Movement and Sensory Pathways – How To Create Your OWN!
I’m super excited to share this post with you. Why? You’ve seen them, cool movement paths stuck to the floors of schools and therapy clinics everywhere! Just where did they get the ideas and materials to create the pathways? How can YOU add one to your space?
I was so happy when my friend Danielle Banks, a pediatric OT, was willing to share her pathway with a VIDEO too!
Here are some of the questions I asked Danielle:
–What did you use to make your pathway?
“We used vinyl floor tape for our movement pathway. Our principal was very much on board when I presented the idea for the movement pathway to her in September. We placed the order for the vinyl floor tape through School Specialty, which is where our school purchases a lot of our school supplies. We were able to get 6 rolls of 2-inch tape in blue, green, red, yellow, black, and white.”
I searched Amazon using my affiliate link and found some tape here:
-How much did it cost?
“The 6 rolls of tape cost about $50. I did get an additional roll of checkered duct tape from Amazon, which cost about $6 (but that was not really a necessary part of the course).”
-How did you design your pathway?
“My level II student and I viewed videos and pictures of several other pathways we had seen online in order to compile our list of favorite stations as well as those that would best fit our space. Once we had our stations set, my student drew a map of the space and where each station was to be. We chose a hallway in our school that was accessible to all students but was a bit more out the way so as to not disturb classes when it was being used. My school has two days of student early dismissal for parent-teacher conferences the days before Thanksgiving break. This allowed us to work on the pathway almost all of each day. A template was used for the hexagon to be sure we were creating straight lines. To create the curves, small sections of tape were overlapped. We chose activities us to build gross motor skills, but also incorporated some motor planning and visual motor components as well.”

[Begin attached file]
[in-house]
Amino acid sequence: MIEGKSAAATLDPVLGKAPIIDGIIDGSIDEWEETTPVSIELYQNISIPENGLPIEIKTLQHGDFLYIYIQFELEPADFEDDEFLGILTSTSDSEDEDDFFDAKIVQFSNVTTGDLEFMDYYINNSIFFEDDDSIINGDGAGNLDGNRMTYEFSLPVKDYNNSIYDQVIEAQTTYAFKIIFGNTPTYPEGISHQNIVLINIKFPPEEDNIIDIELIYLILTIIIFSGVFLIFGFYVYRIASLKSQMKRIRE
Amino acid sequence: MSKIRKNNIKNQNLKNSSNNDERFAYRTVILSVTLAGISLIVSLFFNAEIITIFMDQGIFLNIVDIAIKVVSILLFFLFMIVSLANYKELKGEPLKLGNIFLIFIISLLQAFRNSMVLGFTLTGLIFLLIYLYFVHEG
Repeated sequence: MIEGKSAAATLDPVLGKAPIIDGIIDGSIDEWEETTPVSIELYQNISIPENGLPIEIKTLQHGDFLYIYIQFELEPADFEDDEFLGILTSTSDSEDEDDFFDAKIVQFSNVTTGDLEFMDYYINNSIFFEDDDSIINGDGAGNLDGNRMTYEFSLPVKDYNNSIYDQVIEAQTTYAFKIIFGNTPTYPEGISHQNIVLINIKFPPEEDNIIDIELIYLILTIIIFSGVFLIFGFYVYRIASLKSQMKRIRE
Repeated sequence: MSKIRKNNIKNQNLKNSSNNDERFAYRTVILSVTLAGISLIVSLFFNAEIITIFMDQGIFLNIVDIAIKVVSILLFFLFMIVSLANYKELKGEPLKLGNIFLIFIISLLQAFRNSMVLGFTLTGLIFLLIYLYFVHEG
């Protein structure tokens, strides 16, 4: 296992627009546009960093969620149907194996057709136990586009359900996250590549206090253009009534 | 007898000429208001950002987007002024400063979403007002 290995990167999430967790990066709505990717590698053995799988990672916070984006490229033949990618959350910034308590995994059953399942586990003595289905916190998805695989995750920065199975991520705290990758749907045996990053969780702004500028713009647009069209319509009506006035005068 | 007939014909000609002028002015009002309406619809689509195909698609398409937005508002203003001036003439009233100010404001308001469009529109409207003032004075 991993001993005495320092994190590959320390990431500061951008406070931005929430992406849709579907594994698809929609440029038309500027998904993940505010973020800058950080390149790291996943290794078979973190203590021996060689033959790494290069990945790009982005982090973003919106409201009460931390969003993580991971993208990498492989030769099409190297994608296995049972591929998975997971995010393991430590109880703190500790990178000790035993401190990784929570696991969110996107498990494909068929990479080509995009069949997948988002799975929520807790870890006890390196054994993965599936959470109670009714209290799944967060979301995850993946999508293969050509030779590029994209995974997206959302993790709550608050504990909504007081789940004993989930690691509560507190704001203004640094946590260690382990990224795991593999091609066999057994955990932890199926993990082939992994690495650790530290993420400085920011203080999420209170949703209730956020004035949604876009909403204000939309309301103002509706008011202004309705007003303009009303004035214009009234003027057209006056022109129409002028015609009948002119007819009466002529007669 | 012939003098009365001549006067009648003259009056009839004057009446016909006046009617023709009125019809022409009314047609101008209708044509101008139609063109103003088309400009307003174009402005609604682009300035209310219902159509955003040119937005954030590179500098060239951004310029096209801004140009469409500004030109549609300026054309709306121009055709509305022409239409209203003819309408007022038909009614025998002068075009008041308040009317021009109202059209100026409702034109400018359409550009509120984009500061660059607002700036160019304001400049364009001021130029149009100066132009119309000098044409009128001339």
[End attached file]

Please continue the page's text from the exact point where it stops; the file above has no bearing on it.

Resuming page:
-How did you teach the staff and students how to use the course?
“Each station has a posted sign which gives an explanation of what to do. We sent the video demonstration to each teacher and aide in the building with directions of the course’s use. We explained that the course can be used as a movement break with the supervision of the teacher and classroom aide.”
-Any interesting information after you were finished with the course?
“We are finding that whole classes are using the course as a movement break, as well as individual students with the aide’s supervision. The hallway gets a lot of recess traffic several times per day. It has not been sealed with wax or varnish to this point in the year. So far it is holding up very well with only a small section that was applied to the rug in front of the door peeling.”
–What is the feedback you’ve gotten so far?
“We have heard nothing but good things from the kids (and adults!) who have used the course. I plan on making another in our 5th/6th-grade wing (which is on the opposite side of the building from the current course) and another for the blacktopped area on the playground.”
Here’s the video Danielle shared with us:
A few last minute tips for you from other therapists who have created movement pathways:
Use permanent (651) vinyl and silicone scraper for smooth application
Request the custodian strip the floor where the movement path will be
Cricut systems work very well for cutting pathways and decals
As as OTD student, I need to provide research to support the use of movement breaks. Most of the articles are available online:
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